A call to end routine shackling of custodial defendants
In most Illinois criminal courtrooms, defendants are separated into two categories: those who have the financial means to post bail and the dangerous, berserk animals who cannot.
Well, at least that’s the conclusion a courtroom spectator might draw at a routine pretrial hearing, when the side door opens and the in-custody defendants shuffle into the courtroom, flanked by armed deputies, jingling and jangling like Harry Houdini taking the stage for an escape trick.
It’s not often we see our fellow citizens in chains. After a subtle physical recoil, we usually take mental note—perhaps subconsciously—of the social distance between us and them. “There go the bad guys,” one might reasonably think, “the ones who would do harm if not restrained.”
But this is almost always wrong. In most Illinois courtrooms, shackles are the uniform attire of all in-custody defendants, with no individualized consideration given to a defendant’s dangerousness or likelihood of escape. Most often the difference between the defendant in chains and the defendant in khakis is nothing more than financial ability to post bond.
Consider a recent personal experience in a Champaign County courtroom. I was appearing in arraignment court with a client who had posted bond after being charged with criminal sexual abuse. He entered the courthouse through the metal detectors, wearing a black polo shirt tucked into khaki pants, and sat in the gallery of the courtroom along with other members of the public. As I sat waiting for his case to be called, the side door to the courtroom opened, and in came an armed correctional officer escorting a man wearing a full orange jumpsuit, orange flip-flops, metal chains around his ankles, and handcuffs that were secured tight to his waist with a thick, black Velcro belt. I came to learn that he too was charged with criminal sexual abuse, but the alleged facts of his case were no more alarming than those of my client.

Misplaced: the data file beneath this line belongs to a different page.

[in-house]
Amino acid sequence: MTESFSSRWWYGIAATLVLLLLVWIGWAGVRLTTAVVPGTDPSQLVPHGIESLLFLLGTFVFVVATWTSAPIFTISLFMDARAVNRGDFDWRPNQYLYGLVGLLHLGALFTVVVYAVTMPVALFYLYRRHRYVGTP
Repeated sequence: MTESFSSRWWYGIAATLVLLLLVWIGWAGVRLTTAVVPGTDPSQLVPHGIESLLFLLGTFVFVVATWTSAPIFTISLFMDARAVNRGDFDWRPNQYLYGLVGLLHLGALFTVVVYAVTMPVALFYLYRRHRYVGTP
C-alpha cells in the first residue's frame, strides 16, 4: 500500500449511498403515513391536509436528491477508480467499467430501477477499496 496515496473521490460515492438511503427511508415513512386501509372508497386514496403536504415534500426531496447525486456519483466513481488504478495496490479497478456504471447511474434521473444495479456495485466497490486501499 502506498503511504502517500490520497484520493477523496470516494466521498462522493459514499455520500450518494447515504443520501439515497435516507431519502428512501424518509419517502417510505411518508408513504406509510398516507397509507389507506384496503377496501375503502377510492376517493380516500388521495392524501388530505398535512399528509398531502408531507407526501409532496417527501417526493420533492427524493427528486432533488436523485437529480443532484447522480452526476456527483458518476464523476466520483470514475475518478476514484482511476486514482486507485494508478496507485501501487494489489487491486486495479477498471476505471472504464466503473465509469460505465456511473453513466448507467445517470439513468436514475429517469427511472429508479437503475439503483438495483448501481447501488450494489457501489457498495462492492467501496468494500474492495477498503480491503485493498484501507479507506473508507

On paper, the man in chains was different from my client in only one meaningful way: he couldn’t post bond. The judge had not found him to be dangerous (at least no more dangerous than anyone else accused of such an offense). Having no pockets, there was no risk he had a weapon. And he was certainly no more likely than my client to make a break for Mexico. Yet, purely as a consequence of his being financially unable to post bond, he was forced to make his public court appearance draped in the trappings of a dangerous person.
Last year, the Ninth Circuit Court of Appeals ruled that, even in pretrial proceedings, “[b]efore a presumptively innocent defendant may be shackled, the court must make an individualized decision that a compelling government purpose would be served and that shackles are the least restrictive means for maintaining security and order in the courtroom.”1 In so ruling, the court held that the fundamental, constitutional right to be free from unwarranted restraints prohibited the courts from (1) delegating that constitutional question to those who provide security and (2) instituting routine shackling policies reflecting a presumption that shackles are necessary in every case.
Judge Kozinski, writing for the court, astutely concluded that “[a] presumptively innocent defendant has the right to be treated with respect and dignity in a public courtroom, not like a bear on a chain.”
This past term, the U.S. Supreme Court accepted Sanchez-Gomez for review, but reversed the ninth circuit’s decision on mootness grounds without reaching the merits of the constitutional question of routine shackling.2
As is often proclaimed from legal soapboxes, optics matter. Placing a fellow citizen in chains sends the message that the person is dangerous and unsuited for freedom. It dehumanizes—and not in a liberal arts, snowflake-y kind of way, but in an old school, Indiana Jones and the Temple of Doom kind of way. It’s primitive, and our criminal justice system is better than that.
Our courts should respond to risk and minimize threats, but the routine shackling of all custodial inmates is grand overkill. If security personnel have reason to believe a custodial defendant presents a particularized danger, they should be able to make their concerns known to the court and request permission to use appropriate restraints, as the situation demands. But the routine shackling of all custodial inmates at all court appearances reflects a constitutionally imbalanced approach, one that cuts away far too much liberty in the pursuit of absolute safety.
2. U.S. v. Sanchez-Gomez, 138 S.Ct. 1532 (2018).